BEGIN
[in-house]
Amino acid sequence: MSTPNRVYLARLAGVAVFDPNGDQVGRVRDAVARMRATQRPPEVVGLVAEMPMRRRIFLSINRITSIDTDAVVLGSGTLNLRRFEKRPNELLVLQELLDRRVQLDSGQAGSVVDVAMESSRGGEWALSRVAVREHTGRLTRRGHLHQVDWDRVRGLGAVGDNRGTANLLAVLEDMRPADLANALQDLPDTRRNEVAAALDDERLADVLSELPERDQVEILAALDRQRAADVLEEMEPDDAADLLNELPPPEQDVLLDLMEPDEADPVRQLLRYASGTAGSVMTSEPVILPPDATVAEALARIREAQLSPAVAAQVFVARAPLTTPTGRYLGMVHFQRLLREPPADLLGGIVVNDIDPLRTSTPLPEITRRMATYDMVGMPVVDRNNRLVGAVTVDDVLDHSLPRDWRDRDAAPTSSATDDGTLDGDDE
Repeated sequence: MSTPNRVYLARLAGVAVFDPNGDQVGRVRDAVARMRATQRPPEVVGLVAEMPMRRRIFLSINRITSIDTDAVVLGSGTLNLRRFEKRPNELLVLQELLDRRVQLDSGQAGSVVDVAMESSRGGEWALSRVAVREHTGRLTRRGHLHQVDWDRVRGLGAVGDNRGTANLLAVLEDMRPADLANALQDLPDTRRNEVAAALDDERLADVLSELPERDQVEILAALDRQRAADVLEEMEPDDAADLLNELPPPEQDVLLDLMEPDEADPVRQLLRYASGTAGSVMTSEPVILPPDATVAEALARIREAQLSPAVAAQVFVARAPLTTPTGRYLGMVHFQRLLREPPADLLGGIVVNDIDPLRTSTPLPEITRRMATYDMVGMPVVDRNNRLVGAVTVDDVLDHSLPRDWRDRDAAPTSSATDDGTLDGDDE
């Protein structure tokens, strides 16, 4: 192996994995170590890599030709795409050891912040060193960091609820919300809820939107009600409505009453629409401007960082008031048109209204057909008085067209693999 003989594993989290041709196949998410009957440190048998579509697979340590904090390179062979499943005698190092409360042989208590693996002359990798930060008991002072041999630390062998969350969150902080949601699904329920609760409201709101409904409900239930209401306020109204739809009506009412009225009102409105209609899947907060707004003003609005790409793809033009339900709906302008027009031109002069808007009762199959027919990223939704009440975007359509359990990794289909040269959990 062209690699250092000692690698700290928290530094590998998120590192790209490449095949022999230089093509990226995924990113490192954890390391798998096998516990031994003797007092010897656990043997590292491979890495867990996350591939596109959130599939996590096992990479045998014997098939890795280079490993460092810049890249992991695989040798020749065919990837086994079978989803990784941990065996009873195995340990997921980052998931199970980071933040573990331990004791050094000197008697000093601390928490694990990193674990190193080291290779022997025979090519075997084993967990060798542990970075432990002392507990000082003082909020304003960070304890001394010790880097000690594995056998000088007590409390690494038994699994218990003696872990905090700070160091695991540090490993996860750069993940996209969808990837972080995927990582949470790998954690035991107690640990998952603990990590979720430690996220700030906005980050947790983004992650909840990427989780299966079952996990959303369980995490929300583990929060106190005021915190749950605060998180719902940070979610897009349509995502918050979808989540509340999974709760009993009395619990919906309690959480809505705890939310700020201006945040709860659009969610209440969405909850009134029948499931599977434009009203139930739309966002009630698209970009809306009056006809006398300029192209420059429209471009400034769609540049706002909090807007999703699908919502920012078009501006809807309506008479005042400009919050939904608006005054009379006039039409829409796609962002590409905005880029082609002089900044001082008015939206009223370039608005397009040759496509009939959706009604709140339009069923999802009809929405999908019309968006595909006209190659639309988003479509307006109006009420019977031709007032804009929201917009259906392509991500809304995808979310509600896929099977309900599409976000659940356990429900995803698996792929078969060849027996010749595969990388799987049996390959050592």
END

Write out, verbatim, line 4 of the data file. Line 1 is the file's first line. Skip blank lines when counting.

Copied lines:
């Protein structure tokens, strides 16, 4: 192996994995170590890599030709795409050891912040060193960091609820919300809820939107009600409505009453629409401007960082008031048109209204057909008085067209693999 003989594993989290041709196949998410009957440190048998579509697979340590904090390179062979499943005698190092409360042989208590693996002359990798930060008991002072041999630390062998969350969150902080949601699904329920609760409201709101409904409900239930209401306020109204739809009506009412009225009102409105209609899947907060707004003003609005790409793809033009339900709906302008027009031109002069808007009762199959027919990223939704009440975007359509359990990794289909040269959990 062209690699250092000692690698700290928290530094590998998120590192790209490449095949022999230089093509990226995924990113490192954890390391798998096998516990031994003797007092010897656990043997590292491979890495867990996350591939596109959130599939996590096992990479045998014997098939890795280079490993460092810049890249992991695989040798020749065919990837086994079978989803990784941990065996009873195995340990997921980052998931199970980071933040573990331990004791050094000197008697000093601390928490694990990193674990190193080291290779022997025979090519075997084993967990060798542990970075432990002392507990000082003082909020304003960070304890001394010790880097000690594995056998000088007590409390690494038994699994218990003696872990905090700070160091695991540090490993996860750069993940996209969808990837972080995927990582949470790998954690035991107690640990998952603990990590979720430690996220700030906005980050947790983004992650909840990427989780299966079952996990959303369980995490929300583990929060106190005021915190749950605060998180719902940070979610897009349509995502918050979808989540509340999974709760009993009395619990919906309690959480809505705890939310700020201006945040709860659009969610209440969405909850009134029948499931599977434009009203139930739309966002009630698209970009809306009056006809006398300029192209420059429209471009400034769609540049706002909090807007999703699908919502920012078009501006809807309506008479005042400009919050939904608006005054009379006039039409829409796609962002590409905005880029082609002089900044001082008015939206009223370039608005397009040759496509009939959706009604709140339009069923999802009809929405999908019309968006595909006209190659639309988003479509307006109006009420019977031709007032804009929201917009259906392509991500809304995808979310509600896929099977309900599409976000659940356990429900995803698996792929078969060849027996010749595969990388799987049996390959050592």